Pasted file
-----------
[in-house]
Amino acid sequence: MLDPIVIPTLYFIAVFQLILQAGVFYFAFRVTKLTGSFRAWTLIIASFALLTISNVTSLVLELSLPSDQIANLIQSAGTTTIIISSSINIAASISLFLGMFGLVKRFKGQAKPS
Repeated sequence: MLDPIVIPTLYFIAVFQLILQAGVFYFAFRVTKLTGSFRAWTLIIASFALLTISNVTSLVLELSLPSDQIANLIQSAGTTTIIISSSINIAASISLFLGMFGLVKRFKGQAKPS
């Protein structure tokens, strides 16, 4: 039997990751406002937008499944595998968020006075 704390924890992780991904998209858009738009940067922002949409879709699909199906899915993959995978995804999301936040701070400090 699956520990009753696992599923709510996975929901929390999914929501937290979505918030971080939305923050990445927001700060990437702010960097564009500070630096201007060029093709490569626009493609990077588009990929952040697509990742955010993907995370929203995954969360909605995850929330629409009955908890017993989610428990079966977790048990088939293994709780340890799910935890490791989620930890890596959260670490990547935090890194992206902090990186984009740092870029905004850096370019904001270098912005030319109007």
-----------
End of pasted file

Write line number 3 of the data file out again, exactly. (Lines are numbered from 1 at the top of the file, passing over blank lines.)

Repeated sequence: MLDPIVIPTLYFIAVFQLILQAGVFYFAFRVTKLTGSFRAWTLIIASFALLTISNVTSLVLELSLPSDQIANLIQSAGTTTIIISSSINIAASISLFLGMFGLVKRFKGQAKPS